Assessment of Risk

All technology should be assumed guilty until proven innocent.

David Brower


Technical and economic approaches assume that risk assessments represent rational responses to the objective facts of the technology. As noted earlier, these assumptions cannot be met in practice. The approaches nevertheless assume that assessments are as rational as can be achieved. They rely upon either expected values or utility. The psychological approach notes that subjective, or emotional, elements affect risk assessments. That is, some aspects of technology seem more threatening than others, depending upon human resonses to them.

The Psychological Approach


Risk is measured as subjective utility. Subjective utility takes into account not only assessments of technical hazard (i.e., estimated physical harm), but also outrage, (i.e., emotional reactions to estimates of technical hazard). The approach focuses on personal preferences rather than "objectively defined" probabilities and attempts not to define hazard but explain why people are willing to accept some risks and not others. More detail on outrage factors is outlined in a later section of Soc 415.


The psychological approach assumes that subjective utilities are adequately recognized by the actor and that these assessments are rationally applied to intentions and behavior. Hence, it assumes that behavior follows from perceptions, even if perceptions are not necessarily based upon technical assessments of hazard but reflect instead emotional reactions to estimated hazard.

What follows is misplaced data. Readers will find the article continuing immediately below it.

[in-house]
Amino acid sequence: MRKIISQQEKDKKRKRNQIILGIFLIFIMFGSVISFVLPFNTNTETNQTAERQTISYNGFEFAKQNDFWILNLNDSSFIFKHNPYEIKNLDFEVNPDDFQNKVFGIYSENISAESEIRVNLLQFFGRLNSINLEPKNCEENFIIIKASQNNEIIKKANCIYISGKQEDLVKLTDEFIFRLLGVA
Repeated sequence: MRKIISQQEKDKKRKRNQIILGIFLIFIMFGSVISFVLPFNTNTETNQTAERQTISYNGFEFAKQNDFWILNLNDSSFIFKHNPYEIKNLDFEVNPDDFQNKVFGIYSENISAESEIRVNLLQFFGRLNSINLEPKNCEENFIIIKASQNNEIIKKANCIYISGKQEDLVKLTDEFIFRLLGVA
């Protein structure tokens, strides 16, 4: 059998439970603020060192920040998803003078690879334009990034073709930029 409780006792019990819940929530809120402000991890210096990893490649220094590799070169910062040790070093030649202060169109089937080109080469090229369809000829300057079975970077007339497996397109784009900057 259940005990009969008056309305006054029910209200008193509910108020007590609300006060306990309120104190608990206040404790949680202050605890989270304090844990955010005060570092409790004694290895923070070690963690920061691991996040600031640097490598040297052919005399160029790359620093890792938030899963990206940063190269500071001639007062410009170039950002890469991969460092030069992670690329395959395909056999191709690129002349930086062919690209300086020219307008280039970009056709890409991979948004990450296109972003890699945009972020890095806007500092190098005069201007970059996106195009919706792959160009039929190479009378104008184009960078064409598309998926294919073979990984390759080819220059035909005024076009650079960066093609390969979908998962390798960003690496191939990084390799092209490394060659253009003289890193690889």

Strengths and Limitations

This approach recognizes that emotions guide risk assessments as much as do rational decisions about probability of harm and the balance of utilitarian costs and benefits. It brings people and their emotions into the risk assessment process. It is difficult, however, to translate emotional reactions into public risk policy. Should public policy be altered because people fear a technology that technical experts deem to be low risk?

The theoretical model depicted in this diagram provide an example of the psychological approach to understanding public responses to technology.

Examples of Use

Knowing public outrage related to a technology can help in the design of risk communication strategies and message content. Psychological research has identified twelve key attributes of technologies that affect emotional responses to them:
  1. Voluntary/Coerced. Risks we take upon ourselves create less outrage than those forced upon us.
  2. Natural/Industrial. Natural risks are viewed with less emotional response than risks created by human actions.
  3. Familiar/Unfamiliar. Things familiar are considered less risky than the unfamiliar.
  4. Memorable/Not Memorable. Linking technologies to highly memorable tragedies makes them seem more risky.
  5. Not Dreaded/Dreaded. Linking technologies to dreaded events (i.e., cancer) makes them seem more risky.